Budget Speech 2022

In his 2022 budget speech, Finance Minister Enoch Godongwana revealed a more positive picture for government’s finances. The South African Revenue Service took in R182 billion more than expected in the past year.

These stronger revenues allowed the Minister to announce a number of tax relief measures. “Now is not the time to increase taxes and put the recovery at risk,” he said.

He also emphasises that: “Corruption is a major blight on our country. It has lowered our economic growth potential, made us fiscally more vulnerable, and severely weakened the state’s capability”. National Treasury will be looking to recover money from those involved in corrupt activities highlighted by the Zondo Commission

A Brief Summary

Personal Income Tax Relief
Tax brackets and rebates have increased by 4.5%, in line with inflation. The highest marginal tax bracket of 45% is now from R1,731,601. The primary rebate will be R16,425, up from R15,714.
Tax Free Threshold
The annual income level at which under-65s will start paying tax was raised from R87,300 to R91,250.
Medical Tax Credits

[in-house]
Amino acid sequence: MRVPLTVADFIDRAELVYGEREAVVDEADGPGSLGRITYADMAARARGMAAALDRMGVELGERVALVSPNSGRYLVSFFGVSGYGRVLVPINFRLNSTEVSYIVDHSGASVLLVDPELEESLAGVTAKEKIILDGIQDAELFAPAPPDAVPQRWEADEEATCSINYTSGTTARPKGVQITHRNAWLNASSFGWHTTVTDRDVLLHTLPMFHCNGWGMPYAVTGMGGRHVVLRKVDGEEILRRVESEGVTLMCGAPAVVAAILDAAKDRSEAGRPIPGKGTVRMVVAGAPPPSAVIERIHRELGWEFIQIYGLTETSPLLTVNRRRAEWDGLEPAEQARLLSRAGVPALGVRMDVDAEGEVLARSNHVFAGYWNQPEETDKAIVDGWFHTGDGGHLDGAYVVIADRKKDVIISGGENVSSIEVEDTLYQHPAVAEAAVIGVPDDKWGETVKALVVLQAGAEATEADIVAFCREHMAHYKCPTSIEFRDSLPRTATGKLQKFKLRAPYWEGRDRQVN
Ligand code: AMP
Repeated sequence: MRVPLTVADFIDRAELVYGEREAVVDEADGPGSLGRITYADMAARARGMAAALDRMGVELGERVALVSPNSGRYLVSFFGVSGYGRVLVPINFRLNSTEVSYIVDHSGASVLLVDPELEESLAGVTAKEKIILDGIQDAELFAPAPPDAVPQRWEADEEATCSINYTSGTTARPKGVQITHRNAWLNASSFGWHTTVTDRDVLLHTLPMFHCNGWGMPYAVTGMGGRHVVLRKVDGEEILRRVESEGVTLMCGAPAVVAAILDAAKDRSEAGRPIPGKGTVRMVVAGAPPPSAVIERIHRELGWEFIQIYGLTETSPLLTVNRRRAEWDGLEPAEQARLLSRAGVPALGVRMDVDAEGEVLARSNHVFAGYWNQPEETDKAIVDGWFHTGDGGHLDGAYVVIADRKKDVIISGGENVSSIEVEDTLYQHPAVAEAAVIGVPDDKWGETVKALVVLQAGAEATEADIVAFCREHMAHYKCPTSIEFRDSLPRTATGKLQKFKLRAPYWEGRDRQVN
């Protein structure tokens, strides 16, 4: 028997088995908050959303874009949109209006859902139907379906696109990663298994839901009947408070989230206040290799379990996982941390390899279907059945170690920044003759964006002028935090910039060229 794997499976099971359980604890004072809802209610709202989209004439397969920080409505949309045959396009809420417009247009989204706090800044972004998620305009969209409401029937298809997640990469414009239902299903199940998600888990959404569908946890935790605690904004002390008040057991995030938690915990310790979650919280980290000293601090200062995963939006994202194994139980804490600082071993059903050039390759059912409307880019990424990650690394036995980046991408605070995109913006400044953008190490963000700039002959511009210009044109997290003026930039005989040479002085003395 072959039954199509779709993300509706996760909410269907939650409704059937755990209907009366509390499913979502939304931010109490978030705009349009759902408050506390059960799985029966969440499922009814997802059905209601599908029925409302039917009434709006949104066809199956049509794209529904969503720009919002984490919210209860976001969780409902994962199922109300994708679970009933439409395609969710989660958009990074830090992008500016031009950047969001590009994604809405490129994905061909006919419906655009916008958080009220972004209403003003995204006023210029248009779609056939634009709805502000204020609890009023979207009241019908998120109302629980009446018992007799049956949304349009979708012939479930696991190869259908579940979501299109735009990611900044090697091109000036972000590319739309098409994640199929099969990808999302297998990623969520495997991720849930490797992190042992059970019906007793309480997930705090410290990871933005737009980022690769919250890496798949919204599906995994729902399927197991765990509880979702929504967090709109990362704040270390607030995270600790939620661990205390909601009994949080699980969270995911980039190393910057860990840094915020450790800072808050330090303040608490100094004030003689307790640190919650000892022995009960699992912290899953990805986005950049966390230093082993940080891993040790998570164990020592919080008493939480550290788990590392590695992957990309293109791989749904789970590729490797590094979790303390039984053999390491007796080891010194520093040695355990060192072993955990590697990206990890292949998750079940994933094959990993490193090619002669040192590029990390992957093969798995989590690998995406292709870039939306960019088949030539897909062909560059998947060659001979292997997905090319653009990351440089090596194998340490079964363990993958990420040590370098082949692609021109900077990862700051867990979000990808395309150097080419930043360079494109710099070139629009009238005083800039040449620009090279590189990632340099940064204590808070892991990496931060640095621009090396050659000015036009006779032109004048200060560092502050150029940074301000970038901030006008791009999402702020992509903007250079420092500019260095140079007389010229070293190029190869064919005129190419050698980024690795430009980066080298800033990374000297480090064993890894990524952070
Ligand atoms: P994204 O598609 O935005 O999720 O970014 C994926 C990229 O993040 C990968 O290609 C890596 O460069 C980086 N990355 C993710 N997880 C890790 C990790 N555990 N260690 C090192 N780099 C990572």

Increased from R332 to R347 for the first two members and from R224 to R234 for subsequent members
Corporate Income Tax
Falls to 27% for any tax year beginning on or after 1 April 2022.
Employment Tax Incentive
To help address youth unemployment, the employment tax incentive will increase from a maximum of R1,000 per month to R1,500 per month in the first 12 months, and from R500 to R750 in the second 12 months.
Transfer Duties
Transfer duty rates were unchanged.
Capital Gains Tax
No changes were announced to CGT.
Retail Savings Bonds
A new ‘top-up’ bond will be offered from April 2022, allowing individuals to invest an initial amount from R500 and top up in increments of R100.
Business Bounce Back Scheme
To support small businesses affected by Covid-19, R20 billion will be made available as guarantees for small business loans and equity-backed loans.
Tax Free Savings Accounts
The annual cap on contributions to tax-free savings accounts remains at R36 000 from 1 March 2021, with the lifetime limit also remaining at R500 000
Sin Taxes
Overall, increases were between 4.5% and  6.5%, below the increases last year that were above 8%.